Living on boats needs to be made legal as a Hong Kong way of life
Given Hong Kong’s proud maritime tradition it seems strange that living on a boat is illegal. It’s time that the government review this outdated law
The view across the harbour, with its panoply of shipping vessels, is Hong Kong’s most iconic image. Boats and boating are part of the city’s identity, from its origins as a fishing village to today’s modern port. It seems strange, given this proud maritime tradition, that living on a boat is illegal in Hong Kong. The issue has arisen as a result of the impending closure of Discovery Bay Marina Club. Some 200 families living on boats in the leafy middle-class suburb have been given until the end of the year to leave. Some of them will face financial difficulties as a result, having borrowed millions of dollars to buy their floating homes. The yachts and cruisers at Discovery Bay, and at other marinas around Hong Kong, are treated by the law as pleasure vessels. They can only be used for leisure activities. Living on them is a criminal offence punishable by a fine or prison sentence. But this law is generally not enforced. The boat dwellers have been openly living this way for years without arrest. This is, perhaps, not surprising. Hong Kong is perfectly suited to a life on the ocean waves.
The government should review this outdated law. A registration system for dwelling boats was introduced in 1983 to combat illegal activity, such as prostitution, on vessels in typhoon harbours. Only four boats are now licensed and the government says no new licences will be granted. It is difficult to understand why. So long as houseboats are properly regulated to ensure safety and hygiene, there is no reason why such a lifestyle should not be encouraged. Hong Kong is facing a housing shortage. It is surrounded by water. It makes no sense to bar people from living in boats. Presumably, that is why so many have been allowed to do so, even though it is against the law.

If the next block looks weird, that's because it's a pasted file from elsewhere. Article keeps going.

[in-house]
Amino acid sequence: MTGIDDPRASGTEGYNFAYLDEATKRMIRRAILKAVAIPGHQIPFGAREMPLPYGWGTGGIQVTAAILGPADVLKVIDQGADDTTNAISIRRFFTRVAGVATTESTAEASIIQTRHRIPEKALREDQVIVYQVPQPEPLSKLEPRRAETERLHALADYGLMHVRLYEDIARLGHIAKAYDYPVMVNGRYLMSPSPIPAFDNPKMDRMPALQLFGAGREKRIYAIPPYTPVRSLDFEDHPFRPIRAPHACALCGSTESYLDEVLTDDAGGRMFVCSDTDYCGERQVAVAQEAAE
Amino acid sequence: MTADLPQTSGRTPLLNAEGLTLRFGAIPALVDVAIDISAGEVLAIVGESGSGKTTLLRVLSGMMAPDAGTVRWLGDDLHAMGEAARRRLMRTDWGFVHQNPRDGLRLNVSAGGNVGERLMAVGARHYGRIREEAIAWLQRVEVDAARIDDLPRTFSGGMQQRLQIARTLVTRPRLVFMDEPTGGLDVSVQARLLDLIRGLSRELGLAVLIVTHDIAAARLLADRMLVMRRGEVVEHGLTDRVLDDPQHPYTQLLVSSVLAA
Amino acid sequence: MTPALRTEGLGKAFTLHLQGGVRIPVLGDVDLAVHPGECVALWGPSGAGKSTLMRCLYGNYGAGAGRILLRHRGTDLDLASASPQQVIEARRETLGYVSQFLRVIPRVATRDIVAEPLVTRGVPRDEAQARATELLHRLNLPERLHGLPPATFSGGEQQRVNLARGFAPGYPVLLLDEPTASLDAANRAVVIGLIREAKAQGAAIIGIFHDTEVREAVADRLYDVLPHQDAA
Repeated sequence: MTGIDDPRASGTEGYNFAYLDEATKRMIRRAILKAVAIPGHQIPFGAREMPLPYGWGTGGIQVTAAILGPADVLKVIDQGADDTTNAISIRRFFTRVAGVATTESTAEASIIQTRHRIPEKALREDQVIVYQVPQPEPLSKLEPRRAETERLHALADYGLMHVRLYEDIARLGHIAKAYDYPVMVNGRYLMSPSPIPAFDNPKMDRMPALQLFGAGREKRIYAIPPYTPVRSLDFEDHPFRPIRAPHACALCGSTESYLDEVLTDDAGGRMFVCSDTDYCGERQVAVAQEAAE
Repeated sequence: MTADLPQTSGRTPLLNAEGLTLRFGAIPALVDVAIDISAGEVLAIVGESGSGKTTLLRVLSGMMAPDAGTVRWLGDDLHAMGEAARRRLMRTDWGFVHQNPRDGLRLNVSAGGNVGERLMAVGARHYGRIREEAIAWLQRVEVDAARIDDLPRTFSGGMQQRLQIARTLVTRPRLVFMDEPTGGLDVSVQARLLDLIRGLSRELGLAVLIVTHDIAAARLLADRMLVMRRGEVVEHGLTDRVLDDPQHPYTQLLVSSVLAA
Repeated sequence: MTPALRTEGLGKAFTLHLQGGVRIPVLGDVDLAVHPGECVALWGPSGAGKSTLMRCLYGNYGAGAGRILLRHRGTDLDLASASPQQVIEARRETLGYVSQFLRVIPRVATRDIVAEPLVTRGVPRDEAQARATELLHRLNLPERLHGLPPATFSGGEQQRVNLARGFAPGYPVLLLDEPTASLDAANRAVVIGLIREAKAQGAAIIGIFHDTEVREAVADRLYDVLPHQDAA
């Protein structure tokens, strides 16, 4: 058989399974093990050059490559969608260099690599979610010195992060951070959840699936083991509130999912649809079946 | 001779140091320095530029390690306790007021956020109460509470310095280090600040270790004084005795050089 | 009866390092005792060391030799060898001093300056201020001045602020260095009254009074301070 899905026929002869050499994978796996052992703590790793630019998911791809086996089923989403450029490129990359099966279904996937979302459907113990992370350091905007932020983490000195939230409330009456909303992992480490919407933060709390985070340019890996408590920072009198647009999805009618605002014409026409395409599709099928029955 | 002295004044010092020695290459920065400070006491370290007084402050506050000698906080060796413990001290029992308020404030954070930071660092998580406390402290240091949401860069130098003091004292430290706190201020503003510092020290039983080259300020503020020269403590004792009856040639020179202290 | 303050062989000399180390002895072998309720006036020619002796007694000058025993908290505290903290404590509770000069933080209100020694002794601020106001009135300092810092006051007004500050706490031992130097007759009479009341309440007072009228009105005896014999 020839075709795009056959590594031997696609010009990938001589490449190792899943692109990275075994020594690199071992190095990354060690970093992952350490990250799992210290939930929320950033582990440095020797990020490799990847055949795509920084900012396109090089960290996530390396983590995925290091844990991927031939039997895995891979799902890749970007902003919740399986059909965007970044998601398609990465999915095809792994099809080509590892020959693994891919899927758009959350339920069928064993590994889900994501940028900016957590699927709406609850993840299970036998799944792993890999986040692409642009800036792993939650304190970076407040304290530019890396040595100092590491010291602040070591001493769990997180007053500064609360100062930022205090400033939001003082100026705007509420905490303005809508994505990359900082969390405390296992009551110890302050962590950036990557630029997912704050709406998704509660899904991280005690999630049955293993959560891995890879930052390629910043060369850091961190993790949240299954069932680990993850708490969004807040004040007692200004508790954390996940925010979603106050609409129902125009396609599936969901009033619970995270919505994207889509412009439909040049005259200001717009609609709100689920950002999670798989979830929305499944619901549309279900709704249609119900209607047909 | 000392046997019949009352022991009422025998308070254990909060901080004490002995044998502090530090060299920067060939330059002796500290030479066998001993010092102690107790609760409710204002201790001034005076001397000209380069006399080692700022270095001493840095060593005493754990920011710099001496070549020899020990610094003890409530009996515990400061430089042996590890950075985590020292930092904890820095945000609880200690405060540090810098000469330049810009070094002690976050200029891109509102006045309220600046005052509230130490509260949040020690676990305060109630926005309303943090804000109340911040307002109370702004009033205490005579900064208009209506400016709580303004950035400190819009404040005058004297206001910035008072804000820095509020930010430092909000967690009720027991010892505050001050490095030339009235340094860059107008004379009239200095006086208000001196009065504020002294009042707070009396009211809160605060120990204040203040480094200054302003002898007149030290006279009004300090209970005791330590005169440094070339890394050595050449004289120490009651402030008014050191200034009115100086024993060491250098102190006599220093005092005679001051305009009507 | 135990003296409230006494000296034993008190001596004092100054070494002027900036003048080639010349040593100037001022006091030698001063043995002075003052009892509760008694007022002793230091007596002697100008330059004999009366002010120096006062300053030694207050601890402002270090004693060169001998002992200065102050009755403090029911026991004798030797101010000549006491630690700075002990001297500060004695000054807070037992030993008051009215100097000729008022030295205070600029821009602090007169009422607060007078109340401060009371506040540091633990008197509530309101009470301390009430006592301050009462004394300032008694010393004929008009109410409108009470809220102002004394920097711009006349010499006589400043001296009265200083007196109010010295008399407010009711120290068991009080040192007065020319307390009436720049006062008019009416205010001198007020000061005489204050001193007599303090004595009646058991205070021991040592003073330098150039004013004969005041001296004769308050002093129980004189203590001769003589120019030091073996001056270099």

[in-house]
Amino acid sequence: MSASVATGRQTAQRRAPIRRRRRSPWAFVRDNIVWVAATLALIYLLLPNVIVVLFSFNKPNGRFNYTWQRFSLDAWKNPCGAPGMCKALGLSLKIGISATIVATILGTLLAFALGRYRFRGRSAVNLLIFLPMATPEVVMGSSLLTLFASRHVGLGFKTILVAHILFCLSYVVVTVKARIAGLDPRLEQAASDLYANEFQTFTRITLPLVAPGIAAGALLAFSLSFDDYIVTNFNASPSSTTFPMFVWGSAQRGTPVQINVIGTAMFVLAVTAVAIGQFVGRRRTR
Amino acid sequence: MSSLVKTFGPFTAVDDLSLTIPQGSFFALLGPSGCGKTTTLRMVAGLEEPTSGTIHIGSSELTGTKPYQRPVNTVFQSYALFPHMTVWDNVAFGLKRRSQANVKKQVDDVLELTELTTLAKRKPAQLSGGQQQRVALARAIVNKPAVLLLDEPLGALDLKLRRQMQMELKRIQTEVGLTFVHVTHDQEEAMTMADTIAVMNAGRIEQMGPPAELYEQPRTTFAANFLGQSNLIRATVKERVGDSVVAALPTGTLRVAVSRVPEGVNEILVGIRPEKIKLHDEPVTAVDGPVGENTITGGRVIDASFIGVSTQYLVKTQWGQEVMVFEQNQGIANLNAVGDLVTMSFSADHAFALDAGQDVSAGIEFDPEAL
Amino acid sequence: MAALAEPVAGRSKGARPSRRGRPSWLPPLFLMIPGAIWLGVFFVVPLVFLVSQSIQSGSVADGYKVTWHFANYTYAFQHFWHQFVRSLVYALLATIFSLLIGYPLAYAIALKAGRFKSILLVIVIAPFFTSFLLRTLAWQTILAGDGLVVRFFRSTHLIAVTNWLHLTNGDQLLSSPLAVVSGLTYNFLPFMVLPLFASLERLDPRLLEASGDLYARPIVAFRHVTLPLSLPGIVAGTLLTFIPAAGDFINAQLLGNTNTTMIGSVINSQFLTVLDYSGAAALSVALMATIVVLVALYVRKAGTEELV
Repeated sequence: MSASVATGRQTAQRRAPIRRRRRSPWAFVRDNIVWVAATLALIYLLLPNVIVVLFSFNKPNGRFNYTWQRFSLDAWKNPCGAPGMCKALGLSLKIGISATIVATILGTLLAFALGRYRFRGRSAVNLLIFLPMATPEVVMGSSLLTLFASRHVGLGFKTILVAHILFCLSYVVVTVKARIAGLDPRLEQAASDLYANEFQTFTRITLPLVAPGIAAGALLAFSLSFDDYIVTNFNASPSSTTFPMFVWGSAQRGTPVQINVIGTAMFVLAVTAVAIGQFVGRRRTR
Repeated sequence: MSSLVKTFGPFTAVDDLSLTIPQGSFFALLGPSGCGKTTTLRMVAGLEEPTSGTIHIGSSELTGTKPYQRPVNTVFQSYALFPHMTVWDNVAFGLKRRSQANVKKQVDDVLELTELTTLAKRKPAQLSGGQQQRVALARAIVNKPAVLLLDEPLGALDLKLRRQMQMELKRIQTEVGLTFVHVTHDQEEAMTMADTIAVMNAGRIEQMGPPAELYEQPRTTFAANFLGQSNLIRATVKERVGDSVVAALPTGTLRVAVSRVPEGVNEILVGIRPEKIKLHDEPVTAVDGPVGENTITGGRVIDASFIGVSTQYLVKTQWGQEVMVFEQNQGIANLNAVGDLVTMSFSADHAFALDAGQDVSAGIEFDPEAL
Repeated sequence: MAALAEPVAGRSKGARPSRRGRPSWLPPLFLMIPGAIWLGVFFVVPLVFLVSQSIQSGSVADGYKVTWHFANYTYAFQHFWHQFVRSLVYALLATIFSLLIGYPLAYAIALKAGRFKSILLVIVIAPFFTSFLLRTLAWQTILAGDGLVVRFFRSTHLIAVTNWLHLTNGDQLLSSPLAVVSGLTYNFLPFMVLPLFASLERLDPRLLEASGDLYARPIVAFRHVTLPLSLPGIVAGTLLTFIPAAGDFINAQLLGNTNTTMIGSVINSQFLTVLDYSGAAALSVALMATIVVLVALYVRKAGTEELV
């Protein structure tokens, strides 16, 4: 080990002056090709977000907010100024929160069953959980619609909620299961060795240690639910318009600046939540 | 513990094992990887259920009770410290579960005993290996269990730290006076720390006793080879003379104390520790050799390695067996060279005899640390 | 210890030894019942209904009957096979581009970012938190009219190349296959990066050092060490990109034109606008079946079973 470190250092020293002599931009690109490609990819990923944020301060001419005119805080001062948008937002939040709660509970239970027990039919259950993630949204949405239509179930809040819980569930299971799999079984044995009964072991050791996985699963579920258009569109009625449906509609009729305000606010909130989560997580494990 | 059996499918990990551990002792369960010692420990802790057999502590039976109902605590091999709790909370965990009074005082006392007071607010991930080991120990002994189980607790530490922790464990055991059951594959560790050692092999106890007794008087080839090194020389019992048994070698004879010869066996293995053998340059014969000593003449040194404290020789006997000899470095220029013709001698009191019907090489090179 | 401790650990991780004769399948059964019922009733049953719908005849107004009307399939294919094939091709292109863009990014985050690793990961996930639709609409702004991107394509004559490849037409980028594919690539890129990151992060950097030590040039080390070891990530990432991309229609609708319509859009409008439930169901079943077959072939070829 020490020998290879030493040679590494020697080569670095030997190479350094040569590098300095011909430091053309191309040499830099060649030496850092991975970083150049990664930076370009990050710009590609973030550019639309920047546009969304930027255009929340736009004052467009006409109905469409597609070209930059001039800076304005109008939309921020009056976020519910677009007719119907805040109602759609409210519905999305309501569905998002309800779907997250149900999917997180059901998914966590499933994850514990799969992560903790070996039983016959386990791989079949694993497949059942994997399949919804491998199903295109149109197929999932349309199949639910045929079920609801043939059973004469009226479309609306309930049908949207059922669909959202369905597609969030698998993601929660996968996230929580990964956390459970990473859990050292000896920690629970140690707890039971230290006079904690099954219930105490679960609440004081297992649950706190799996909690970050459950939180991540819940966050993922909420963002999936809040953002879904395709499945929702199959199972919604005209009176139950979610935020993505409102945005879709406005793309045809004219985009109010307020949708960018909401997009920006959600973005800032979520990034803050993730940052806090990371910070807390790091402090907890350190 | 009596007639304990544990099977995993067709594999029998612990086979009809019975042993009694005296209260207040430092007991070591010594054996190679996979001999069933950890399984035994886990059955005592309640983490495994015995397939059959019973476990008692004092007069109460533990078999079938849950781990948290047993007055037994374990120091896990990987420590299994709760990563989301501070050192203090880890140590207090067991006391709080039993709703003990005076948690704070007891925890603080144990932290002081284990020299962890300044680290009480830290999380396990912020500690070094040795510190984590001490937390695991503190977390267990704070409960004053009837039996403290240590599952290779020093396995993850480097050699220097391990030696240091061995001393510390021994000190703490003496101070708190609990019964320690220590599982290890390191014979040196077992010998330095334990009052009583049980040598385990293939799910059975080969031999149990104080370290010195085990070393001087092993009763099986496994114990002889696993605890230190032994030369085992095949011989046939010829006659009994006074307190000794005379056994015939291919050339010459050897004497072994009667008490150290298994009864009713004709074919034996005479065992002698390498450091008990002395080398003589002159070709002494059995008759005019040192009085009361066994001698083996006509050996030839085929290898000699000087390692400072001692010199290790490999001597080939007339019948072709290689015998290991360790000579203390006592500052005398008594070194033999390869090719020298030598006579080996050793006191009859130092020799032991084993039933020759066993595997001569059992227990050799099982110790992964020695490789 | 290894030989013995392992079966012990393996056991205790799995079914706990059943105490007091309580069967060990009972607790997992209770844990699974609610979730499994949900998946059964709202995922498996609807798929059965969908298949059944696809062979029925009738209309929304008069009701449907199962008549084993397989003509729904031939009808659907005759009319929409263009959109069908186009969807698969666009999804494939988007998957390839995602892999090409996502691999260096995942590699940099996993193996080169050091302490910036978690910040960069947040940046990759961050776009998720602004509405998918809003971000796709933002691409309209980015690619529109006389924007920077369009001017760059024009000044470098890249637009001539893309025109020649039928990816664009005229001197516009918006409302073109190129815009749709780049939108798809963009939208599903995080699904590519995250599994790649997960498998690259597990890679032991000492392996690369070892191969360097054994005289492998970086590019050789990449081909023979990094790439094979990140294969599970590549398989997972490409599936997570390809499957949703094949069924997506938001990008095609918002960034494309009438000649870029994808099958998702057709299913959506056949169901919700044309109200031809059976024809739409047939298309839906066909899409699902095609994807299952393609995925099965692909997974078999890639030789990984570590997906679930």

These middle-class boat dwellers enjoy an attractive lifestyle. The boats cost less than a flat of the same size. But living on one does not come cheap, with many other costs including debentures and berth fees. Most boat dwellers are professionals seeking an alternative way of life. If made legal, it could even help Hong Kong attract talent from overseas by offering a desirable alternative to crowded urban living. This possibility was not lost on the city’s Trade Development Council which posted a promotional video in 2010 featuring a couple living on a boat. Houseboat families in Discovery Bay have asked the club to give them more time to move their boats or find alternative accommodation. The club said it was closing for repair and renovation work. It has not revealed how long this will take or whether the current residents will be allowed back when it is finished. The owners are entitled to know. There is a need for more transparency.
The affair should, however, be used as an opportunity by the government to put boat dwelling on a firm legal footing and to embrace a way of life ideally suited to Hong Kong.